What is significant?
The Englefield Homestead complex is located about 1.6kms south of Balmoral on a rise overlooking a creek
which runs into the Glenelg River. The property straddles the Natimuk-Hamilton Road, the principal route
north into the Wimmera from the coastal ports. The complex began in the early 1840s with a small brick
cottage facing the creek, later converted into a kitchen, which survives. This appears to have been built
during the occupation of Edward Bell, the important Melbourne merchant and a partner in Bells and Buchanan. A more substantial wing was added in the later 1840s, which also
survives including substantial joinery features such as cedar mantels and cupboards. Single storey in scale, symmetrical and built of rendered brick,
it is a typical early colonial bungalow in plan and form. There was a verandah across the front. It was sited at right angles to the converted kitchen
and set in a more developed garden. A watercolour of the building survives at Englefield. This wing appears to have been built during the occupation of Robert
Clerk. Between 1853 and 1860, Englefield was occupied by Anne Greene, with her son William Frederick,
but in her own right. She was the widow of William Pomeroy Greene, one of the earliest squatters in the Port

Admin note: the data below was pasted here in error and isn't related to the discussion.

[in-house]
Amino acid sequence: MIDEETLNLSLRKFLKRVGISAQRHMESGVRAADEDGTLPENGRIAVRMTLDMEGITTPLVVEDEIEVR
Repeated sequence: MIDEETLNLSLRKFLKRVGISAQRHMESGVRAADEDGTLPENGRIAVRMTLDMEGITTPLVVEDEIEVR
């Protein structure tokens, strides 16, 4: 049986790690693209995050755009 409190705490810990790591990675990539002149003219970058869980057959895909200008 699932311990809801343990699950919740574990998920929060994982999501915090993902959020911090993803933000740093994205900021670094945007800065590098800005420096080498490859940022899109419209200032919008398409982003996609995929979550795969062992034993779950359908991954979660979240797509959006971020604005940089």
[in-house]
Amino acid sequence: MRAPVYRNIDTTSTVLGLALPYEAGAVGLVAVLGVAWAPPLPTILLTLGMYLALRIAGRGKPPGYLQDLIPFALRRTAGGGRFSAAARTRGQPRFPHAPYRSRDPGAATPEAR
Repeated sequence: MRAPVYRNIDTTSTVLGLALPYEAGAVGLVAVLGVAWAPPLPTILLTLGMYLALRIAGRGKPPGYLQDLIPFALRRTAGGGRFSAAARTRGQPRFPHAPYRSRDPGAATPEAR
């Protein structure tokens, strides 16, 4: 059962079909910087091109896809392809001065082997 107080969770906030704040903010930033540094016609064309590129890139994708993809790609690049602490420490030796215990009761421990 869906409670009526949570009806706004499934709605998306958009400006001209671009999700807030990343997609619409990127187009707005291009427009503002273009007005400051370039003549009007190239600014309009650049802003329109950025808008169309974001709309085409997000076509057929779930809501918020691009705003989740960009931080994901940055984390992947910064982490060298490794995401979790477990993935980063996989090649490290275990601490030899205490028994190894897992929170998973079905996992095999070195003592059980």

Phillip District. Duncan Robertson, the next occupant, purchased the Englefield Pre-emptive right. He was
a member of the large Western District family of Robertsons and Philips. John and Kathrin Philip purchased
the Englefield freehold in 1901 and over the next few years added a major extension in front of the original
dwelling. John Philip was a leader in the broader community. Englefield, as it now presents, is a remarkably
conservative example of the Italianate style for its time. The whole of the house retains a high degree of integrity and is in excellent condition. The existing garden and setting enhances the architecture of all stages
of the house.
How is it significant?
Englefield Homestead Complex is of historical, social and architectural significance to the community of
Balmoral and to the Southern Grampians Shire.
Why is it significant?
Englefield Homestead Complex is of historical significance because of its connection with the early pastoral
pioneer, Edward Bell. Its subsequent owners are also important. They include Robert Clerk and Anne
Greene. She was one of the very few women who held squatting licenses. Englefield is of social significance
because the Robertson and Philip families combined represent one of the most extensive and influential
dynasties across the Western District. Although much altered externally by the major 1904 extension,
Englefield is of architectural significance both for its rare surviving early fabric and for the 1904 extension. It
has become a typical example of a conservative but very substantial homestead dating from the earliest times
through to the twentieth century. Englefield's architecture is enhanced by its siting and setting within the
landscape, the whole being appropriate to its respectable owner's responsible position within the community.